‘Ghostbusters: Frozen Empire’ is a shade of the original

Phoebe Spengler (Mckenna Grace) in ‘Ghostbusters: Frozen Empire’.

Phoebe Spengler (Mckenna Grace) in ‘Ghostbusters: Frozen Empire’.

Published Apr 12, 2024


By Ty Burr

Whatever element of surprise there once was in the “Ghostbusters” franchise has long been exorcised, but that’s okay: Hollywood assumes audiences don’t want to be surprised anymore, and it’s probably right.

The 2016 all-female “Ghostbusters” wasn’t half bad but got caught in the culture war’s crossfire, whereas the 2021 reboot, “Ghostbusters: Afterlife”, played like a mashup of the original 1984 film and TV’s “Stranger Things”, and it did well enough to spawn a sequel: “Ghostbusters: Frozen Empire”.

The new film is professionally made, well-acted, entertaining enough and possessed of no earthly reason to exist aside from the care and feeding of intellectual property.

It could be worse. Under Gil Kenan’s workmanlike direction – the screenplay is by him and Jason Reitman, the son of the first film’s director, Ivan Reitman, who died in 2022 and to whom “Frozen Empire” is dedicated – the family from “Afterlife” is reassembled in New York City, in the refurbished firehouse where it all started.

Mom Callie Spengler (Carrie Coon), her sardonic son Trevor (Finn Wolfhard of “Stranger Things”), brainiac daughter Phoebe (Mckenna Grace) and mom’s boyfriend Gary (Paul Rudd) are carrying on the ghostbusting mission of Grandpa Egon (the late Harold Ramis), bankrolled by original fourth Ghostbuster Winston (Ernie Hudson), now a besuited Manhattan tech entrepreneur.

Janine (Annie Potts), Peter (Bill Murray), Ray (Dan Aykroyd) and Winston (Ernie Hudson) in ‘Ghostbusters: Frozen Empire’. Picture: Jaap Buitendijk/Sony Pictures Entertainment/Columbia Pictures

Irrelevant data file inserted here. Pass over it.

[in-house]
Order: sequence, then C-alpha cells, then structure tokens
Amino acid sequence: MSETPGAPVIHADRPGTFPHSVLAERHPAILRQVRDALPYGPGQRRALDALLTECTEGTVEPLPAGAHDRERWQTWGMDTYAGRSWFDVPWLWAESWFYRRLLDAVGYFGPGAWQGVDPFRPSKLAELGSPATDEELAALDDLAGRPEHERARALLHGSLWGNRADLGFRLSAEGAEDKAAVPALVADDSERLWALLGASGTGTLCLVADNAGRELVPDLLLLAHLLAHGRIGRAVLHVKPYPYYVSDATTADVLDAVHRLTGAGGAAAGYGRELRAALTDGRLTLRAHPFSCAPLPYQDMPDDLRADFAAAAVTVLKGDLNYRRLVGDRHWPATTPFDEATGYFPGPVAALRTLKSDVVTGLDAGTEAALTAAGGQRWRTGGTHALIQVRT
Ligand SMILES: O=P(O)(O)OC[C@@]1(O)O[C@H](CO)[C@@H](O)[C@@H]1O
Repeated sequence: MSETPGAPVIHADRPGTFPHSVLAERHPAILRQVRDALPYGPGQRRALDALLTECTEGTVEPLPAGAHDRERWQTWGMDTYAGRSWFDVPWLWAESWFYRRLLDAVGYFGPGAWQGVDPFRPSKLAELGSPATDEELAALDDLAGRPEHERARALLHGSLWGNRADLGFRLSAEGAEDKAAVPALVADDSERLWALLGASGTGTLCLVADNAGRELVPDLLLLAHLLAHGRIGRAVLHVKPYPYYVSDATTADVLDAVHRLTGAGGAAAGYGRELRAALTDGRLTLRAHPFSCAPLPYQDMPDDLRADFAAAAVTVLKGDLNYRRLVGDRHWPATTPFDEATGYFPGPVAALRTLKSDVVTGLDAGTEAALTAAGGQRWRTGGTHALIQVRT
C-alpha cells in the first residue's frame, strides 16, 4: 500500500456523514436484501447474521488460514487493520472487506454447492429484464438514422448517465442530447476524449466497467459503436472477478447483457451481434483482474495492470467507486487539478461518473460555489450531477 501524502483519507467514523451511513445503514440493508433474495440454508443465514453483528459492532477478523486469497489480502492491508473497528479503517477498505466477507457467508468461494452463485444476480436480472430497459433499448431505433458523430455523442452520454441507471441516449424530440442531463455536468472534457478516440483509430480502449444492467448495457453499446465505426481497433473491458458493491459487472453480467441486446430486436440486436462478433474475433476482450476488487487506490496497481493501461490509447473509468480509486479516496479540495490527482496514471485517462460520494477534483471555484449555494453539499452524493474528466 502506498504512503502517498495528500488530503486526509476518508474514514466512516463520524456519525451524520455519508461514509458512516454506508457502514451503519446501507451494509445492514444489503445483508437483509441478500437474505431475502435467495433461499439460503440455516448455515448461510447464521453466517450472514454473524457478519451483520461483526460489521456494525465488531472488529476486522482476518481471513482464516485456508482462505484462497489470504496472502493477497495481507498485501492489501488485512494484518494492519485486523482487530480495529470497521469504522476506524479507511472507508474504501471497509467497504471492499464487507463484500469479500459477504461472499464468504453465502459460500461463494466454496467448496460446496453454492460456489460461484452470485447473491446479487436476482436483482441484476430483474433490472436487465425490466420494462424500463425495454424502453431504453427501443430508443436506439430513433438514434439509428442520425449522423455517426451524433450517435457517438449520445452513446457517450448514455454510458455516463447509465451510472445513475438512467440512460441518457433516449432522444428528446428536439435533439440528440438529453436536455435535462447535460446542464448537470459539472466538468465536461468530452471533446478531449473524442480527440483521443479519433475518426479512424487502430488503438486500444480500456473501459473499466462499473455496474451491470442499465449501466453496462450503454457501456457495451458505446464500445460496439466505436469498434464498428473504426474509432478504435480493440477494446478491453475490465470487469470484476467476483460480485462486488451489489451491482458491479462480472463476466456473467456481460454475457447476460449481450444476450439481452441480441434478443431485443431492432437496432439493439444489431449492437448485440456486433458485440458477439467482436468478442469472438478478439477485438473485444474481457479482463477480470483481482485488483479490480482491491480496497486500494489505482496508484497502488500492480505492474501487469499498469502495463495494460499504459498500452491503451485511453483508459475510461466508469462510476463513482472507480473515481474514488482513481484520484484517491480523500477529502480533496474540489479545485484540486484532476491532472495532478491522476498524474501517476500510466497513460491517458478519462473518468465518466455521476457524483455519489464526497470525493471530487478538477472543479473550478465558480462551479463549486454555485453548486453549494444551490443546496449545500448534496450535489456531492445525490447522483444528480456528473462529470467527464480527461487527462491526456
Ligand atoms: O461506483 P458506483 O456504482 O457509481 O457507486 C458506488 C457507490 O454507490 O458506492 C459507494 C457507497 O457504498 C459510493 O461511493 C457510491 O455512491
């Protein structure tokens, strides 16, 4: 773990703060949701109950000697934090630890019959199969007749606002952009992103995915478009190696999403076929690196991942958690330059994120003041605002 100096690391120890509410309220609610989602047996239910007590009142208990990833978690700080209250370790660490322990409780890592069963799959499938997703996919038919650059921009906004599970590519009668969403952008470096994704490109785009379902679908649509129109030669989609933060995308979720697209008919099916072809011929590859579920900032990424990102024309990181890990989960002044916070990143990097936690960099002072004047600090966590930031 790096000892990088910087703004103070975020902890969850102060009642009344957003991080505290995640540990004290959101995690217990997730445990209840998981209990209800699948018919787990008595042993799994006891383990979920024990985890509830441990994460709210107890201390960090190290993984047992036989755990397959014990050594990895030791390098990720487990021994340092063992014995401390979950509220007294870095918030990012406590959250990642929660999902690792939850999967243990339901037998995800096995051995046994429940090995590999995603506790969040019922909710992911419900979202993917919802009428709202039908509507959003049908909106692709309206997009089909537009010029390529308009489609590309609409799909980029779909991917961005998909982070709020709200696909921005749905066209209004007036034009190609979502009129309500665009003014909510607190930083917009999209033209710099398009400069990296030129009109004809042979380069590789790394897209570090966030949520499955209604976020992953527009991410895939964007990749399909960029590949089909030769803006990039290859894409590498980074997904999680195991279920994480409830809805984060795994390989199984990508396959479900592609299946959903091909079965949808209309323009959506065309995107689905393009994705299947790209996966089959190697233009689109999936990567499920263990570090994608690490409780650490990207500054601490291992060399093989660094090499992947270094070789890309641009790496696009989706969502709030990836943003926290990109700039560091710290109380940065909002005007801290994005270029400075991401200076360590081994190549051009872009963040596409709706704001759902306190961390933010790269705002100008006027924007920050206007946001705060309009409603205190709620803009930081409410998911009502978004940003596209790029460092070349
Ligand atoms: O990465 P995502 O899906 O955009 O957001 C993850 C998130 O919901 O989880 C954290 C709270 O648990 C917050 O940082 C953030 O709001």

Where are the other two of the famous crew? Ray (Dan Aykroyd) is running a paranormal notions shop when he is visited by the shifty Nadeem (Kumail Nanjiani), who’s unloading his grandmother’s effects, among which is a mysterious metal orb glowing with demonic energy.

Aykroyd seems delighted to be here, and I guess we shouldn’t mind paying for an ageing comedian’s version of Social Security – let’s call it a pop-culture pension.

That’s more than can be said for Bill Murray as Peter Venkman. Murray shows up in two scenes, punches the clock, gets his laughs, picks up his cheque and goes home.

Which points at what’s changed in 40 years. Murray carried the original “Ghostbusters” on the strength of his unflappable sarcasm, turning a pretty good special-effects horror comedy into a classic of breezy, gritty New York City wit.

“Ghostbusters: Frozen Empire” is less a horror comedy and more a reasonably successful pastiche of things that have worked before, and not necessarily in this series alone.

The icy eldritch god who serves as the main villain is a rehash of every CGI monster from the past 20 years.

The miniature army of Stay-Puft Marshmallow men are this movie’s Minions, and, honestly, by the internal logic of the Ghostbusters universe, they shouldn’t even be here.

Wasn’t the first movie’s giant version a projection of Ray’s imagination and not a spectral embodiment? Or am I taking all of this way too seriously?

Really, it could be worse, and “Ghostbusters: Frozen Empire” serves as an effective, forgettable family night at the movies or in-flight time waster.

Nanjiani gets the most dependable laughs as a deadpan goofball with an unsuspected gift, and it’s nice to see Patton Oswalt as an expert in ancient languages down in the bowels of the New York Public Library, whose famous lions get a ghostly goosing.

Fans of the first movie will be happy to see the return of Annie Potts as mother-hen Janine, William Atherton as the persnickety mayor, and Slimer, the globby green junk-food junkie who in 1984 was a tip of the ectoplasm to the recently deceased John Belushi.

With the sizeable talents of Coon, Rudd and Wolfhard mostly wasted on exposition and reactive one-liners, though, what little honest emotion exists in “Frozen Empire” comes from Grace’s Phoebe, who’s stuck in an adolescent funk made worse by the city’s sidelining her from ghostbusting for being a minor.

In particular, Phoebe’s scenes with a sad-eyed teenage spectre, named Melody (Emily Alyn Lind), have a tenderness that the actresses and film-makers perch exactly and intriguingly on the line between friendship and physical attraction.

Maybe the next “Ghostbusters” should be a straight-to-streaming young adult same-sex rom-com. Who you gonna call? Netflix.

∎ “Ghostbusters: Frozen Empire” is showing at cinemas nationwide.